By Josh Reilly B.
The last few years have seen an influx in Stephen King adaptations, from 2019’s Doctor Sleep to last year’s Firestarter. King is reportedly the top-selling horror author of all time, and ranks in the top 25 of all genres, and his stories have proven to be adaptable and compelling for general audiences.
The latest King-esque film comes in the form of Pet Sematary: Bloodlines, a new film that uniquely is not a direct adaption of any novel, but instead exists as a prequel to the classic book. Bloodlines is set in the same town, features the same notable cemetery that new characters return to in every story in the continuity, and even has one of the original heroes: a young Jud Crandall, aka the older neighbor from the story who provides the necessary exposition and backstory for the spooky events happening nearby. This film essentially serves as a way for audiences to learn how Crandall developed such a deep understanding of the woods in the town, as well as the horrors that lie with the pet cemetery.
Crandall is the center point, but there are a lot of other moving parts as well. The main story is kickstarted by a grieving father’s decision to resurrect his son, who died in the Vietnam War, using the curse in the town, which then causes a series of tragic events and deaths. The father is played by David Duchovny, who brings a level of class and esteem to the proceedings, but unfortunately is underutilized throughout. It seems as if there could have been a more tragic, emotional story to be told in Bloodlines, but the decision to flip back and forth between a young Jud and Duchovny’s Bill means that neither plot line gets the focus or attention they deserve.
As a prequel, Pet Sematary: Bloodlines works well. It informs the audience on the backstory of one of the main characters in this world, while also expanding upon the lore of the horror side of things. There’s a particularly memorable and gruesome flashback sequence telling the origins of this small town that adds a lot to the overall story, and provides some spooks and scares as well. Setting the film in the year 1969 also proved to be an interesting choice, as it adds a different and more unique atmosphere than the 2019 Pet Semetary remake, for example.
Where Bloodlines falls short is in its horror. As a Stephen King story, there’s a certain expectation for this to be frightening and eerie, but the film unfortunately lacks in both departments. There’s nothing particularly scary about Bloodlines, and the film has minimal atmosphere, leaving it to feel relatively dry and flat at times. There also appears to be many missed opportunities throughout, such as the storyline between Bill and his son, which could elevate the film in several areas but aren’t explored nearly enough at all. Bill’s son, for example, is positioned as the main undead character, aka the one who begins to terrorize the town after being resurrected by his father. The audience doesn’t get a chance to see what Timmy was like prior to these events, however, meaning that there isn’t much of a reference point to go off of. Beyond that, the parallels to PTSD and returning home from the Vietnam War could have been explored more, but these themes unfortunately stop before they even take off.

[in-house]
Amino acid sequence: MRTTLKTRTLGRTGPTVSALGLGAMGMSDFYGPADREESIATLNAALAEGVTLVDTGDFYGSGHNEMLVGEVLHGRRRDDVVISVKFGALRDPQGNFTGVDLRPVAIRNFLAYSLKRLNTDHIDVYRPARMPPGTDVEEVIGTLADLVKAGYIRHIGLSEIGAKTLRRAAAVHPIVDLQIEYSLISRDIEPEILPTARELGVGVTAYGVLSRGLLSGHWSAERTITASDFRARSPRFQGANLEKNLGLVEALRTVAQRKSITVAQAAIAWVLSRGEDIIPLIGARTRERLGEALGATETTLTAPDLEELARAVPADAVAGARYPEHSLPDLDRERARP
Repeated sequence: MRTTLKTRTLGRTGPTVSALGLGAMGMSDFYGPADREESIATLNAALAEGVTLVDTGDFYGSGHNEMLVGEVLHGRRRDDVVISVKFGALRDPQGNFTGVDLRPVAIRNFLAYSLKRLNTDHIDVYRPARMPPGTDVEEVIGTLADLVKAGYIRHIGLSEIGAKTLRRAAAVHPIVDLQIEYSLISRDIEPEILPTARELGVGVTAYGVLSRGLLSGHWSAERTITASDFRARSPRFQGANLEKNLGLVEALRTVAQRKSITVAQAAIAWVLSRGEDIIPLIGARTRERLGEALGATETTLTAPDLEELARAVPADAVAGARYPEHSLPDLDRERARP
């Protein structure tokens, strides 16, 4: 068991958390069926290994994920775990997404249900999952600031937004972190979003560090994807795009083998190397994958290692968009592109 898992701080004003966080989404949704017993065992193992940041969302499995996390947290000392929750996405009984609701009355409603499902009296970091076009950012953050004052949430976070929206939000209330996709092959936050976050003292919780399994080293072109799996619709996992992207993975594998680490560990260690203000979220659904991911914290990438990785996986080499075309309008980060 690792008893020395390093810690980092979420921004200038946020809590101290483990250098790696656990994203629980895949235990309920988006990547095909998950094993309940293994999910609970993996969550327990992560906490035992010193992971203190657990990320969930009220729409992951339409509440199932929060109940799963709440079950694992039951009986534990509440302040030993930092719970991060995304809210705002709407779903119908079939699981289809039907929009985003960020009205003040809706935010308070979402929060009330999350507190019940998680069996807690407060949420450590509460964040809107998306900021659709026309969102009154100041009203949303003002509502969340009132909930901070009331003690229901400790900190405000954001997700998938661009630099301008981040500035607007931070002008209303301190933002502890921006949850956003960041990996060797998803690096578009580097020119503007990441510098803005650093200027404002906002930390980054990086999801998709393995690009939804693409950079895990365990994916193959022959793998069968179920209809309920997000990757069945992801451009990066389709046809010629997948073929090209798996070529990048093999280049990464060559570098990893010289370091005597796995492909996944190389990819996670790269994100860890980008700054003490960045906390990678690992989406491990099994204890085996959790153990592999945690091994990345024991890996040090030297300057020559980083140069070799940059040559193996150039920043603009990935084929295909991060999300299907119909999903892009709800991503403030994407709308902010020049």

Without spoilers, there are certain important sequences that appear to be quickly edited and chopped down, adding a significant amount of confusion to the story and taking away a great deal of character development for Jud in particular. There’s a lot of backstory featuring a trio of friends who have since grown older, one of whom is Jud and the other is Timmy, which would have added to the emotion of needing to fight against the latter in order to survive. However, everything once again falls flat in a way that means the audience has little invested in these sequences.
Pet Sematary: Bloodlines features a stunning performance from David Duchovny, adding his usual charm and style to the story with a decidedly different performance, but it isn’t enough to fulfill the full potential of the premise. The film isn’t scary enough and lacks any sort of atmosphere, and misses the mark on some of its emotional beats as well.